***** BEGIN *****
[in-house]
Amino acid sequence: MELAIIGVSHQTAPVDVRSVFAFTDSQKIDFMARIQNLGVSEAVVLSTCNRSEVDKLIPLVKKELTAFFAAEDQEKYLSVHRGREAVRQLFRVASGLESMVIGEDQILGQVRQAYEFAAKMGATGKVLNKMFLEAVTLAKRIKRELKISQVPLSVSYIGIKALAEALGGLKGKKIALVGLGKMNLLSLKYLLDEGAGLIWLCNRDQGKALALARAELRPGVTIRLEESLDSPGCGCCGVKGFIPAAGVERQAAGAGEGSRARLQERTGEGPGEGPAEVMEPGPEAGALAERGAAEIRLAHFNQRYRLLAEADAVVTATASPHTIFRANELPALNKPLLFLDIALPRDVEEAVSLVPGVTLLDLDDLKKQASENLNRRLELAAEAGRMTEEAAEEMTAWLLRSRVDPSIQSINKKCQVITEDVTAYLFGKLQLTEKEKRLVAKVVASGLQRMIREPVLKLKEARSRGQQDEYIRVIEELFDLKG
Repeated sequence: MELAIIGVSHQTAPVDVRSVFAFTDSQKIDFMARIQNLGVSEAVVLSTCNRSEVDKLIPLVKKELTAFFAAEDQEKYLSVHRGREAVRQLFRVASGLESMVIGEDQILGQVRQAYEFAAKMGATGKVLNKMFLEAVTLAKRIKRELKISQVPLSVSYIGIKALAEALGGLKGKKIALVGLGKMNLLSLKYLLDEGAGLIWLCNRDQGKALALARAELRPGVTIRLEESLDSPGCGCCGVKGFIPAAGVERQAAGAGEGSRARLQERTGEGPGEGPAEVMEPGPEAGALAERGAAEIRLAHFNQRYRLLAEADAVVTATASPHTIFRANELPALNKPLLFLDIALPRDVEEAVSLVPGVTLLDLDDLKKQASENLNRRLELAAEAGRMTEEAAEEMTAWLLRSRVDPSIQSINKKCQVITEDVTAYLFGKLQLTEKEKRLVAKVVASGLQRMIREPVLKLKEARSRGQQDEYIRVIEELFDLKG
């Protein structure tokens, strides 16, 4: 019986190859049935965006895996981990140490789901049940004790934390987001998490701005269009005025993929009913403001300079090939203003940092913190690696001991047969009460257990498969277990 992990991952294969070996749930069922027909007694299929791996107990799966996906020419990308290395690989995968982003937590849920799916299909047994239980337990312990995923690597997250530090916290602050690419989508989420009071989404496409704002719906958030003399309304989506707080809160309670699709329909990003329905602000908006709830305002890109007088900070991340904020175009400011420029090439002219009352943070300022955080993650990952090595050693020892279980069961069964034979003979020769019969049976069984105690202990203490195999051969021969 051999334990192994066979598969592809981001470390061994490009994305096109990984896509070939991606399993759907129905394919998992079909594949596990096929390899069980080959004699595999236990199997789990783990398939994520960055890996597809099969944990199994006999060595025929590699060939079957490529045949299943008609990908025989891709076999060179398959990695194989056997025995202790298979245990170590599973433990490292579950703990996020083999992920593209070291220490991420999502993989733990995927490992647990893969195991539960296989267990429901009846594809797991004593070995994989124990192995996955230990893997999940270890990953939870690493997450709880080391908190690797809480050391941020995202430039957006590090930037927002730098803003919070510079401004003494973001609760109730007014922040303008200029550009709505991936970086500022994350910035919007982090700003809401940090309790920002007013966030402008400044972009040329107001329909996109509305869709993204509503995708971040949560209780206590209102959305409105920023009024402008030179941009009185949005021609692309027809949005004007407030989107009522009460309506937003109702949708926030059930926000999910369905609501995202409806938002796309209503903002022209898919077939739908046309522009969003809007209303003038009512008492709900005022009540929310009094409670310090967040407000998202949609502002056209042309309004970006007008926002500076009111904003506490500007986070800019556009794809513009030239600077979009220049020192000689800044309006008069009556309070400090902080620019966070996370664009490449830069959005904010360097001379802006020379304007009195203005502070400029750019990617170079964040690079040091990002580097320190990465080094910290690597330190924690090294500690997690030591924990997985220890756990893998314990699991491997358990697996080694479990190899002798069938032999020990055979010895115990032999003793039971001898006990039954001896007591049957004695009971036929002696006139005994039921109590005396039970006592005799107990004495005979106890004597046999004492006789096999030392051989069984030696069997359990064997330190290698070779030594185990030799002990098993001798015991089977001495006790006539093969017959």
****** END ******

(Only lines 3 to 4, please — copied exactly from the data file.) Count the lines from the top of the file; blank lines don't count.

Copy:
Repeated sequence: MELAIIGVSHQTAPVDVRSVFAFTDSQKIDFMARIQNLGVSEAVVLSTCNRSEVDKLIPLVKKELTAFFAAEDQEKYLSVHRGREAVRQLFRVASGLESMVIGEDQILGQVRQAYEFAAKMGATGKVLNKMFLEAVTLAKRIKRELKISQVPLSVSYIGIKALAEALGGLKGKKIALVGLGKMNLLSLKYLLDEGAGLIWLCNRDQGKALALARAELRPGVTIRLEESLDSPGCGCCGVKGFIPAAGVERQAAGAGEGSRARLQERTGEGPGEGPAEVMEPGPEAGALAERGAAEIRLAHFNQRYRLLAEADAVVTATASPHTIFRANELPALNKPLLFLDIALPRDVEEAVSLVPGVTLLDLDDLKKQASENLNRRLELAAEAGRMTEEAAEEMTAWLLRSRVDPSIQSINKKCQVITEDVTAYLFGKLQLTEKEKRLVAKVVASGLQRMIREPVLKLKEARSRGQQDEYIRVIEELFDLKG
């Protein structure tokens, strides 16, 4: 019986190859049935965006895996981990140490789901049940004790934390987001998490701005269009005025993929009913403001300079090939203003940092913190690696001991047969009460257990498969277990 992990991952294969070996749930069922027909007694299929791996107990799966996906020419990308290395690989995968982003937590849920799916299909047994239980337990312990995923690597997250530090916290602050690419989508989420009071989404496409704002719906958030003399309304989506707080809160309670699709329909990003329905602000908006709830305002890109007088900070991340904020175009400011420029090439002219009352943070300022955080993650990952090595050693020892279980069961069964034979003979020769019969049976069984105690202990203490195999051969021969 051999334990192994066979598969592809981001470390061994490009994305096109990984896509070939991606399993759907129905394919998992079909594949596990096929390899069980080959004699595999236990199997789990783990398939994520960055890996597809099969944990199994006999060595025929590699060939079957490529045949299943008609990908025989891709076999060179398959990695194989056997025995202790298979245990170590599973433990490292579950703990996020083999992920593209070291220490991420999502993989733990995927490992647990893969195991539960296989267990429901009846594809797991004593070995994989124990192995996955230990893997999940270890990953939870690493997450709880080391908190690797809480050391941020995202430039957006590090930037927002730098803003919070510079401004003494973001609760109730007014922040303008200029550009709505991936970086500022994350910035919007982090700003809401940090309790920002007013966030402008400044972009040329107001329909996109509305869709993204509503995708971040949560209780206590209102959305409105920023009024402008030179941009009185949005021609692309027809949005004007407030989107009522009460309506937003109702949708926030059930926000999910369905609501995202409806938002796309209503903002022209898919077939739908046309522009969003809007209303003038009512008492709900005022009540929310009094409670310090967040407000998202949609502002056209042309309004970006007008926002500076009111904003506490500007986070800019556009794809513009030239600077979009220049020192000689800044309006008069009556309070400090902080620019966070996370664009490449830069959005904010360097001379802006020379304007009195203005502070400029750019990617170079964040690079040091990002580097320190990465080094910290690597330190924690090294500690997690030591924990997985220890756990893998314990699991491997358990697996080694479990190899002798069938032999020990055979010895115990032999003793039971001898006990039954001896007591049957004695009971036929002696006139005994039921109590005396039970006592005799107990004495005979106890004597046999004492006789096999030392051989069984030696069997359990064997330190290698070779030594185990030799002990098993001798015991089977001495006790006539093969017959």